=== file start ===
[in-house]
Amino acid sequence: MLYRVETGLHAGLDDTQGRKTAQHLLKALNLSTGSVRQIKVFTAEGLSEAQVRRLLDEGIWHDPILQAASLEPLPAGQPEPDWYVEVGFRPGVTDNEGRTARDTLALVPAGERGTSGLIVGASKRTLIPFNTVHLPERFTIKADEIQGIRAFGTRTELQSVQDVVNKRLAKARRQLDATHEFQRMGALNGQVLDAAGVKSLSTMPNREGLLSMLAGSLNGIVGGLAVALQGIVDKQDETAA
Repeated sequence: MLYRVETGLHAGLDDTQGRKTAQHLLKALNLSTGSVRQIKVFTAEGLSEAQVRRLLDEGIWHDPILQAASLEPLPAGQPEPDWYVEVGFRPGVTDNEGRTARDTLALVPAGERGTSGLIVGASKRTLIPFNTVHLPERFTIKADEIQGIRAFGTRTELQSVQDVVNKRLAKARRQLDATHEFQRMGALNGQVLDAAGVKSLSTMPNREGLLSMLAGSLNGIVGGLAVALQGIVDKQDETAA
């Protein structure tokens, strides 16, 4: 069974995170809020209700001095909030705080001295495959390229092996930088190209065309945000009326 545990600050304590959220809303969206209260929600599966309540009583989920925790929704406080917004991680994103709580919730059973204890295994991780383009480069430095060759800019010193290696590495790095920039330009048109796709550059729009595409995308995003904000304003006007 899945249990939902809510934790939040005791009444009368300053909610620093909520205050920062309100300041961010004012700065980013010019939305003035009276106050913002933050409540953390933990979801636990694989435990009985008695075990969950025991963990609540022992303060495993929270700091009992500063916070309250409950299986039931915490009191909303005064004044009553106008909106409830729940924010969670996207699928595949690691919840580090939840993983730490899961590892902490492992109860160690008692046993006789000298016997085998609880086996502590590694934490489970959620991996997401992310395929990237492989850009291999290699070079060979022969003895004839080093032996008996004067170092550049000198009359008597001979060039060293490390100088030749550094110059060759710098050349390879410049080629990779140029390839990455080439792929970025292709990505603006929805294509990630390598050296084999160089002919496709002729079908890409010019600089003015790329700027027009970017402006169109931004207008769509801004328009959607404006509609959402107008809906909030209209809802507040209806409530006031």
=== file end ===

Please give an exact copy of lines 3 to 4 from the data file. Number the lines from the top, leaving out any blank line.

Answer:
Repeated sequence: MLYRVETGLHAGLDDTQGRKTAQHLLKALNLSTGSVRQIKVFTAEGLSEAQVRRLLDEGIWHDPILQAASLEPLPAGQPEPDWYVEVGFRPGVTDNEGRTARDTLALVPAGERGTSGLIVGASKRTLIPFNTVHLPERFTIKADEIQGIRAFGTRTELQSVQDVVNKRLAKARRQLDATHEFQRMGALNGQVLDAAGVKSLSTMPNREGLLSMLAGSLNGIVGGLAVALQGIVDKQDETAA
């Protein structure tokens, strides 16, 4: 069974995170809020209700001095909030705080001295495959390229092996930088190209065309945000009326 545990600050304590959220809303969206209260929600599966309540009583989920925790929704406080917004991680994103709580919730059973204890295994991780383009480069430095060759800019010193290696590495790095920039330009048109796709550059729009595409995308995003904000304003006007 899945249990939902809510934790939040005791009444009368300053909610620093909520205050920062309100300041961010004012700065980013010019939305003035009276106050913002933050409540953390933990979801636990694989435990009985008695075990969950025991963990609540022992303060495993929270700091009992500063916070309250409950299986039931915490009191909303005064004044009553106008909106409830729940924010969670996207699928595949690691919840580090939840993983730490899961590892902490492992109860160690008692046993006789000298016997085998609880086996502590590694934490489970959620991996997401992310395929990237492989850009291999290699070079060979022969003895004839080093032996008996004067170092550049000198009359008597001979060039060293490390100088030749550094110059060759710098050349390879410049080629990779140029390839990455080439792929970025292709990505603006929805294509990630390598050296084999160089002919496709002729079908890409010019600089003015790329700027027009970017402006169109931004207008769509801004328009959607404006509609959402107008809906909030209209809802507040209806409530006031």